Next, much has also been made of the “interval” between Jesus and the disciple to his immediate right. Believers ardently insist Jesus and Mary Magdalene were married and that she, not the Apostle John, is the one referred to as “the disciple Jesus loved” (Jn 13:23). Leonardo, it is claimed, in possession of this knowledge and knowing that Jesus and Mary Magdalene were married deliberately painted the person to Jesus’ right as leaning away from him so as to provide a future clue to those who would understand it.

The “space” between Jesus and the disciple, proponents of this theory are quick to emphasize, is in the shape of a ”V”.

Nothing is said, however, about the smaller but still just as much a ”V” to the left of Jesus as being symbolic on the basis of the same standards claimed for the one to his right.

This ”V” shape, Dan Brown has us informed through his characters, is supposed to represent the ancient symbol of womanhood, the womb, and thereby the real “chalice”. Mary Magdalene being thus proclaimed in “The Da Vinci Code” as the real “Holy Grail”, is claimed to be the carrier of Jesus’ unborn child. Some will harken back to Sophie Nuvue’s comment towards the end of the movie relating to the prophesied appearance of the “male heir” that “they just got the pronoun wrong”. This is a story long carried along by the winds of Gnosticism.

Others will argue statements regarding the inclusion or exclusion of extant writings represent a “conspiracy theory” approach that the church went into the Greek Text and changed all those references from female to male. Again, it depends upon what one wants to believe, but there is one sentence in the NT Gospels account against which it is much more difficult to mount such an attack. More on that at the end of the post.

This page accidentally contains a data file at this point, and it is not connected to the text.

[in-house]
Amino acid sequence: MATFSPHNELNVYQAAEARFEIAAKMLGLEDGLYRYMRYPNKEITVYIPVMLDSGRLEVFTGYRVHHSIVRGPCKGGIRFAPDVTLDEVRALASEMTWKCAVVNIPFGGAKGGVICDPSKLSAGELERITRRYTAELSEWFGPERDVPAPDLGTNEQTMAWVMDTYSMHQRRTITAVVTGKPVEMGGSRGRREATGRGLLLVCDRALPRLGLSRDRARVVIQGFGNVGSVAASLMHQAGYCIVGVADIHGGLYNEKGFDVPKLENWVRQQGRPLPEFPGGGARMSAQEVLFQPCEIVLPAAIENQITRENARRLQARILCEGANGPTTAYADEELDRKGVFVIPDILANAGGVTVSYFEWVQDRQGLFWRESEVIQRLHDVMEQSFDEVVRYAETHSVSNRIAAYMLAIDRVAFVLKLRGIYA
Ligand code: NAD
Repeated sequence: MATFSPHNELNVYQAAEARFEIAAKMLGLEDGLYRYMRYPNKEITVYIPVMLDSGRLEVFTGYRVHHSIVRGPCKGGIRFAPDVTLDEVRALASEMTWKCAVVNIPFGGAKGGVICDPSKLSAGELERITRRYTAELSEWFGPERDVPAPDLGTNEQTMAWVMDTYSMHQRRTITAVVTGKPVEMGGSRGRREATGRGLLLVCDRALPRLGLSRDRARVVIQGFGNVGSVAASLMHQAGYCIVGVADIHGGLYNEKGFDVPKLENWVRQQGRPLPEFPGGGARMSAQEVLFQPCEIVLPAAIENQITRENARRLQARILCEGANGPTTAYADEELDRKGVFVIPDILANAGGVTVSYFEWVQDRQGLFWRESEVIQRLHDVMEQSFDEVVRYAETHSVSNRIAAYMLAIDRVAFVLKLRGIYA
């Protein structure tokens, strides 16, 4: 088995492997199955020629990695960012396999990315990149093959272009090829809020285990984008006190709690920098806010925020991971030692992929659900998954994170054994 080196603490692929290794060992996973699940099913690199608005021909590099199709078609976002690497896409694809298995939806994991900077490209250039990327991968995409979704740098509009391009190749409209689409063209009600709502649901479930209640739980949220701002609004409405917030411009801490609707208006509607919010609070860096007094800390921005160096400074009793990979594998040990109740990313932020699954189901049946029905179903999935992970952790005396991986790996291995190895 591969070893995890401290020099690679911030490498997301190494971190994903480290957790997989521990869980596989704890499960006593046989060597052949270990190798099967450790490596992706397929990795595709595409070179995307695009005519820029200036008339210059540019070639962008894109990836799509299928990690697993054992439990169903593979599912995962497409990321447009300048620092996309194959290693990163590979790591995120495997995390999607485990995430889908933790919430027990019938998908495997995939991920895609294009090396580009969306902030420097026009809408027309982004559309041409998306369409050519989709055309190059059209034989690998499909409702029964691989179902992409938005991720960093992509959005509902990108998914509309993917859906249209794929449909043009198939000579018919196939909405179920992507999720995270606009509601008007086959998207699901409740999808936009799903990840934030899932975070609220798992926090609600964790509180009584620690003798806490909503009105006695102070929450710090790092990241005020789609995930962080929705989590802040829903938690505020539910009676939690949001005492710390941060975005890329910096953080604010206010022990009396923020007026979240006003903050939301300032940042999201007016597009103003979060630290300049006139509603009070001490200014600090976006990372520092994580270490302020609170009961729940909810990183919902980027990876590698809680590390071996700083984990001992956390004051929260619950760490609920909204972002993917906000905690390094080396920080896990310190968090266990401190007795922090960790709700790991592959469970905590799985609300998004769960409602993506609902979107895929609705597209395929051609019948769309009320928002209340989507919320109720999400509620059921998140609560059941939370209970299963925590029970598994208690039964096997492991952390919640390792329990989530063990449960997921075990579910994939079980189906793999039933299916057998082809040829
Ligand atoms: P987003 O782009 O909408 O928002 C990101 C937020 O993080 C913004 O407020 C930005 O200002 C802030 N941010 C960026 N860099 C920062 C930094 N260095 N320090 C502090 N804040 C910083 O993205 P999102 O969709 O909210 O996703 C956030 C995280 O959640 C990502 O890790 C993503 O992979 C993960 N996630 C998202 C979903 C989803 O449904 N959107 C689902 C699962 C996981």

Those that debunk the ministry and even the existence of Jesus of Nazareth consider the writings of the New Testament as having no more validity than the Gnostic gospels. To them, a great conspiracy occurred in and around 325 CE during which time Gnostic Gospels such as the ”Gospel of Mary Magdalene” (see notes 4 & 5) and other such writings were suppressed and kept out of the bible “Canon” now expanded to include the grouping of “new testimonial” writings ultimately known simply as “The New Testament”.

The “discarded” writings, it was said by those doing the deciding, did not give evidence of being “inspired” (Gr: “theopneustos“ - God-Breathed”) whereas those accepted into the Canon did. To those in opposition and even to this day, this argument sounds disingenuous. They believe the real reason these writings were banned was because they contained material contradictory to the gospel accounts attributed to (even though the writings are anonymous) Matthew, Mark, Luke, and John and other NT writers.

Who is right…and can anyone prove it to the satisfaction of either opposing side?

Probably not – but there are intriguing possibilities.

Gnosticism is the quintessential example of syncretism!! The Gnostic concept of “belief” was always a “work-in-progress”, ever freely adopting, absorbing, and redacting whatever aspects of any religion they encountered. into their own belief-matrix. Elements of Gnosticism can be traced as being widely dispersed even before the Gnostics encountered and began the syncretism of Christian beliefs into their own doctrines. The interaction with Christianity and the writings discovered at Nag Hammadi date from about the second century.

One important element to consider regarding the application of either "set of gospels" in the effort to identify the "disciple Jesus loved", is to determine which group has the better pedigree, the better archeological and/or historically-based seniority.